What does a typical first visit look like?

During your first visit, Dr. Mayatte will take your health history, ask questions about your diet, stress levels, lifestyle habits and exercise, use of tobacco and alcohol, prescription drugs and supplements you are taking, and discuss the reasons you sought out a naturopathic doctor. She might also perform a physical examination and order diagnostic tests. Based on findings, Dr. Mayatte will work with you to set up a customized treatment plan and health management strategy. If necessary, she will refer you to other health care practitioners.

Under what circumstances should I choose to see a naturopathic doctor?

1. You want a doctor who will treat all of you, not just your illness.
Naturopathic doctors (NDs) are trained to treat the whole person. This requires taking the time to listen and understand the genetic, environmental, and behavioral/lifestyle factors that can affect your health. At your initial appointment, you’ll spend up to an hour or more talking with your ND.

2. You want personalized treatment.
NDs understand there is no one-size-fits-all treatment that works for everybody. After your visit with an ND, you’ll leave the doctor’s office with a treatment plan uniquely tailored to you, your health status, your health goals, and your lifestyle. 

3. You want to treat the root cause of an illness, not just the symptoms.
Sometimes having trouble sleeping, aches and pains, strange or hard to treat skin rashes, and indigestion or stomach discomfort are symptoms of an underlying illness. While these symptoms can be managed, it’s more important to understand and treat the root cause—which is the focus of naturopathic medicine.

4. You want to actively participate in managing your own health.
An ND will help you learn what your body needs to get well and stay healthy. Patients have the opportunity to feel empowered and hopeful when they understand and are actively engaged in managing their own health.

5. You have chronic pain and don’t want to use pharmaceutical drugs such as ibuprofen, acetaminophen, or highly addictive opioids to manage it forever.
Pain that lasts six months or more is more complex than acute pain and requires a holistic, long-term approach to manage. NDs are trained to work with you to determine which combination of therapies will work best for you to heal or manage your pain safely so that you can resume daily activities.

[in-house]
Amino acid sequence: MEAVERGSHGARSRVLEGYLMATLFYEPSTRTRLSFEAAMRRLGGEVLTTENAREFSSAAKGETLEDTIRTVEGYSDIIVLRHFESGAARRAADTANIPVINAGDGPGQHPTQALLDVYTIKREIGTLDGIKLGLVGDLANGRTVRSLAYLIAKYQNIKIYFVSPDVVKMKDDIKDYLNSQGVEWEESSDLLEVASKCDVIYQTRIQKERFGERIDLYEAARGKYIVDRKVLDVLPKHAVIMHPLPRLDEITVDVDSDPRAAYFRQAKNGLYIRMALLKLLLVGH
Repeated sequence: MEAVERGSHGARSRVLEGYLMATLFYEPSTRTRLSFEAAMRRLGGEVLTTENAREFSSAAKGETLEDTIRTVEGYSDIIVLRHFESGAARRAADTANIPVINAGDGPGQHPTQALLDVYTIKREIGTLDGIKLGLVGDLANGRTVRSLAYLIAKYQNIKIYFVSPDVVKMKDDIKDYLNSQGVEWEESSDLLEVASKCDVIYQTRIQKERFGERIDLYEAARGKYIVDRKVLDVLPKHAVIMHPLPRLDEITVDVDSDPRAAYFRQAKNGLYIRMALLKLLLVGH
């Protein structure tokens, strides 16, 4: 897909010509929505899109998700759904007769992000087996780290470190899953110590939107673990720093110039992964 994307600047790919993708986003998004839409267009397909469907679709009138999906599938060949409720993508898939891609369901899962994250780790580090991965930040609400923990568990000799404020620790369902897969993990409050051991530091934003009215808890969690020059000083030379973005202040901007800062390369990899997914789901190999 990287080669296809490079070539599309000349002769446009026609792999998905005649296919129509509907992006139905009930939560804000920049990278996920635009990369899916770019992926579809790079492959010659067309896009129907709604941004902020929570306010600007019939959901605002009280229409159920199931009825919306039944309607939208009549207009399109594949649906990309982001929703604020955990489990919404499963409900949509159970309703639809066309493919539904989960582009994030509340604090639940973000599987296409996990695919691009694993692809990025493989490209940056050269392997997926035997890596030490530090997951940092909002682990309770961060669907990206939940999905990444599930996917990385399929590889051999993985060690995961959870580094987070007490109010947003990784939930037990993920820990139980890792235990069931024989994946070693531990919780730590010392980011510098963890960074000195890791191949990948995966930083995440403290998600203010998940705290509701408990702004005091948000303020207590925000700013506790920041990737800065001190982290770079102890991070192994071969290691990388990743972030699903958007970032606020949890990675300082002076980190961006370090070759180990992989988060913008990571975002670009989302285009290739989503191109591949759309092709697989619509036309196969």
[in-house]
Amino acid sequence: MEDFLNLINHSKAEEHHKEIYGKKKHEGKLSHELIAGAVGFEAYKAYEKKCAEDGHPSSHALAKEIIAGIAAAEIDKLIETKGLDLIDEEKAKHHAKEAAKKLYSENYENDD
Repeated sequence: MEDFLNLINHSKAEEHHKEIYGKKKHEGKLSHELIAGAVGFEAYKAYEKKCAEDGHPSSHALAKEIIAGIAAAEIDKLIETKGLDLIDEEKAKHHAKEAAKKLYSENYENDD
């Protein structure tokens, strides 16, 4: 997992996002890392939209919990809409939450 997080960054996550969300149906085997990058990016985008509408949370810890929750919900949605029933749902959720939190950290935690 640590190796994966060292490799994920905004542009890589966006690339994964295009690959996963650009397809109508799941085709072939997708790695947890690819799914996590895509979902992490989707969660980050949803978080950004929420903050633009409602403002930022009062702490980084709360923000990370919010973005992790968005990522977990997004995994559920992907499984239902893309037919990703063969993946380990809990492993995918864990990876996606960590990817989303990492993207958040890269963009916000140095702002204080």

6. You have tried all conventional medical options for diagnosing and treating a health condition.
Certain chronic health conditions that have symptoms such as fatigue, insomnia, or gastrointestinal distress can be difficult to diagnose and treat, and can benefit from a holistic approach. NDs use diagnostic tools common in conventional medicine, such as detailed health, disease, and prescription drug histories, physical exams, and targeted laboratory testing and imaging. NDs also consider detailed diet history, lifestyle habits and choices, exercise history, and social/emotional factors to assess patients’ needs. These approaches can open doors to new treatment pathways and options.

 

What is the difference between MD, DO and ND?

The general educational structure for naturopathic doctors is comparable to that of conventional medical doctors (MDs) and osteopathic doctors (DOs). In all three medical programs, the first year emphasizes biomedical sciences such as anatomy and biochemistry. Second year classes focus on the diagnostic sciences, including areas such as evidence-based medicine and physiological assessment. All programs progressively increase students’ problem-based learning and integrated coursework, enabling students to learn how different concepts affect one another.
 
After the first two years, the curricula of the three medical programs focus on applying medical knowledge to real-life situations with simultaneous classroom studies supporting this training. Third- and fourth-year naturopathic medical students have opportunities for hands-on clinical training and practice, often at their schools’ teaching clinics and off-site clinics. As a result, naturopathic medical students graduate with experience in diagnosing and treating patients, even before they begin formal practice.

A major difference between the training of MDs and NDs is medical residencies. MD residencies are mandated and regulated by conventional medical schools. As a result, many opportunities for residencies exist at a wide variety of medical facilities and are funded by the federal government.
 
Naturopathic medical residencies are not nearly as common because they are not yet required by most states or funded by the federal government. In place of a residency, many new naturopathic doctors choose to practice with or shadow an experienced doctor before setting up their own practices.

Like MDs, a growing number of naturopathic doctors choose to specialize or focus their practices.